Since we saw an overview of the IPAM console in the previous post, I think it’s time to go deeper in the IP address space tasks in this post. We will be looking into creating address blocks, adding addresses, finding available addresses and other tasks. We will do everything from the IP ADDRESS SPACE section of the IPAM console.
Address Space tasks related to Address Blocks
Address Blocks are the biggest unit of classification for address space. You would usually assign an address block to a network like 172.16.0.0/16, for example. You will have to create all your address blocks manually because IPAM does not do it by itself. Let’s create the block for 192.168.1.0/24.
From the Tasks menu in the upper right select Add P Address Block…
In IPAM all fields with a star in front of them are mandatory. Put in the Network ID 192.168.1.0, the Prefix Length 24 and, of course, 192.168.1.0 and 192.168.1.255 for the Start Address and End Address.
Now you can view the result. One interesting thing we can see is that the address utilization of a block’s ranges is displayed in the summary. Since in our case we have the DHCP server with only one IP used this is what we get in the output:
The other task we can do with blocks is to edit one. The edit screen looks exactly like the create screen; nothing special. Next up is IP Address Ranges.
IP Address Space tasks related to Address Ranges
We can divide an address block in multiple ranges. An address range might be for example a DHCP scope or just a division of a network with static addresses managed by IPAM. In the case of ranges that correspond to DHCP scopes we don’t have to do anything for them to show up in the database; they are imported automatically.
If you have your scope created this is what you should see when switching to the IP Address Ranges context menu in the upper left:
And here is what we can do with an address range:
We cannot edit most of the properties of a range that is imported from DHCP. From the second menu item we can associate the address range with a DNS reverse lookup zone.
One task that you probably do a lot of times is search for available IPs to allocate to devices. You can do this now using Find and Allocate Available IP Address… When you click it, IPAM will find an address, ping it, check if it is in DNS and permit you to use it in case it is vacant.
Since this is a DHCP related range it makes sense to create a reservation with the found address because DHCP is perfectly capable to find an IP address all by itself. So scroll down and let’s complete the information needed. In the first part you don’t have to do anything:
Now scroll down and let’s enter the next information. For the Client ID put the device MAC address without any separator character. You can also enter the MAC at the beginning and check the Associate MAC to Client ID checkbox. Select one of your DHCP servers for the Reservation Server Name and make sure everything else looks like in the screenshot.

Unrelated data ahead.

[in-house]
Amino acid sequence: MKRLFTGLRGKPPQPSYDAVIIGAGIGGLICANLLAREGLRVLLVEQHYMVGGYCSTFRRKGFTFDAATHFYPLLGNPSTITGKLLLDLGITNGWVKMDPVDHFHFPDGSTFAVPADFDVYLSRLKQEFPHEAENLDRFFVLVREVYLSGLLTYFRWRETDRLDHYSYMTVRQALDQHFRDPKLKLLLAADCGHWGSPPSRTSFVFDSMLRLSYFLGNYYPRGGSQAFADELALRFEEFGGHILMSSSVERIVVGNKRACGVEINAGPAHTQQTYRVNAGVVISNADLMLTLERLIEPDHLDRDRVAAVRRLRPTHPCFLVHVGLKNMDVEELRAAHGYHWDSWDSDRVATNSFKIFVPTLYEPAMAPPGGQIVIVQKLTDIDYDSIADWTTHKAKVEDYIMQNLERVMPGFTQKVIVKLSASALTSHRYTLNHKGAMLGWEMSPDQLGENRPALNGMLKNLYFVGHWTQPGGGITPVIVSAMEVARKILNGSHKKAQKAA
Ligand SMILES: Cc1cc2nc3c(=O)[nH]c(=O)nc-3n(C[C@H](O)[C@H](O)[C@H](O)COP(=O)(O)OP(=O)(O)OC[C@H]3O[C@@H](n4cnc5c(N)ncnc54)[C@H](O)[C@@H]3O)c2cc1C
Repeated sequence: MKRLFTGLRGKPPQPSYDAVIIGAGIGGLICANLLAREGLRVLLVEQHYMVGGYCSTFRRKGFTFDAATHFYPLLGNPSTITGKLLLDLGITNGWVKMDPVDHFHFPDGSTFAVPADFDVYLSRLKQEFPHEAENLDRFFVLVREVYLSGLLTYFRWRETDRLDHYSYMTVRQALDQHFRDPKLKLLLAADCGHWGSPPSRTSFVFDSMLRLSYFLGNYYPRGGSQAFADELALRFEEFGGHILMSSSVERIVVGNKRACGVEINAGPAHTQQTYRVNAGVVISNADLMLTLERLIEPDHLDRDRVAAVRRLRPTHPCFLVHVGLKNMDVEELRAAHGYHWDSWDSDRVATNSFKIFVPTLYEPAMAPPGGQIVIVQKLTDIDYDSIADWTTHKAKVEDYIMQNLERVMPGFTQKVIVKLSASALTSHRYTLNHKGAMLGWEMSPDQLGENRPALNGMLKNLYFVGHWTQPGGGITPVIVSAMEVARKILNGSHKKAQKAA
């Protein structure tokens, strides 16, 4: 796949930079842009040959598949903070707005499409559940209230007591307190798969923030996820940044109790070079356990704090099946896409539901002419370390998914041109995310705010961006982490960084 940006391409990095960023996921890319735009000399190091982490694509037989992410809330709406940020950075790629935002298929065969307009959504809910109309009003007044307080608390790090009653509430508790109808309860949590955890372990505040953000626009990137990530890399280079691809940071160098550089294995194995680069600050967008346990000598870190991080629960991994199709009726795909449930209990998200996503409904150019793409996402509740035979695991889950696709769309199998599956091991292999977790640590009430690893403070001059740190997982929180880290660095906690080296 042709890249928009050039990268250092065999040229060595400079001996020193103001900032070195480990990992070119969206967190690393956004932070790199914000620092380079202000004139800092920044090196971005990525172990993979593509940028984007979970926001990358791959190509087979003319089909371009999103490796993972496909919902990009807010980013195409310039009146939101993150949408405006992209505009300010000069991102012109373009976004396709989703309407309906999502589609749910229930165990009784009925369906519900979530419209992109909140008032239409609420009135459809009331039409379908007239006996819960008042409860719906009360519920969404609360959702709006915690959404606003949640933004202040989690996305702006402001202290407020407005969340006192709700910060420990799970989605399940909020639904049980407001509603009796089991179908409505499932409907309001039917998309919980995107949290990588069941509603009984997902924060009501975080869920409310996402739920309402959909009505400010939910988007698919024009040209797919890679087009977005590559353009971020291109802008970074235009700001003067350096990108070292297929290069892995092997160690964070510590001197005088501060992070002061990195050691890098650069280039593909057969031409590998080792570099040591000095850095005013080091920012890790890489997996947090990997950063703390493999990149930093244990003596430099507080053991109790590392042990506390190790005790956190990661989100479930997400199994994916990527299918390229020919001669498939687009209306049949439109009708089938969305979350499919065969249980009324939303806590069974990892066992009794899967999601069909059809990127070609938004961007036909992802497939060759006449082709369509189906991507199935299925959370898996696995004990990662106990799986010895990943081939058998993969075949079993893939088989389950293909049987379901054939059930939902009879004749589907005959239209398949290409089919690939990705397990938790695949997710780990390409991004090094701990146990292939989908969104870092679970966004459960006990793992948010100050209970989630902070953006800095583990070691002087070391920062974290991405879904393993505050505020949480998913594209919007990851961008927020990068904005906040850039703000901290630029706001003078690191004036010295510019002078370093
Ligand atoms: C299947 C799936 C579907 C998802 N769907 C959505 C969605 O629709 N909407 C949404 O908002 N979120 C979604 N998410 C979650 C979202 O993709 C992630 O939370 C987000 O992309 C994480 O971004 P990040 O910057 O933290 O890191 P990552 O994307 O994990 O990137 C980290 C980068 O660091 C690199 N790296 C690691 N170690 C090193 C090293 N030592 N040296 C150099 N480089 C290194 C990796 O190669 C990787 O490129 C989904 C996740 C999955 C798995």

We can also add the IP address in DNS in case the device cannot register itself. Just enter a name and select the forward and reverse lookup zone so an A and PTR record can be created. Check the checkbox also.
Click OK and wait. You should see a reservation on the DHCP server and records in the forward and reverse lookup zone.
One last task we can do is to reclaim addresses. Open the Reclaim IP Address wizard and let’s start.
From here select the address you want to reclaim and click OK. In case you want to delete the DNS and DHCP related data make sure you check the 2 boxes on the top of the window.
IP Address Space tasks related to IP Addresses
In the last part of the post we will see what we can do with individual addresses. The first task is to add one. We do this by opening Add IP Address… rom the TASKS menu. The wizard is the same like the one when we found an available address and used it. I will add my 2 domain controller addresses and choose IPAM for the Service.
One other way to add addresses (and not only) is to import them. You can make this task by creating a CSV file with the address info and selecting Import IP Addresses… from TASKS. Here is how the file looks when importing the IPAM-SRV1 address:
And in case you want to copy the text to try it for yourself:
IP address,managed by service,service instance,device type,ip address state,assignment type,device name 192.168.1.2,ipam,localhost,host,in-use,static,IPAM-SRV1
Copy the text, place it in a file and save it with the .CSV extension. You should have 3 addresses in the list:
As for tasks related to IPs: we can edit the info, create a DHP reservation, create DNS entries and delete the above mentioned.
Note: IPAM does not import IPs given by DHCP servers out of the box. A scheduled task has to be created in order to do this. Microsoft provides a Powershellmodule for this, which I will cover in a later post.
These have been some of the basic tasks we can do related to IP Address Management. Next we will look at managing servers and services.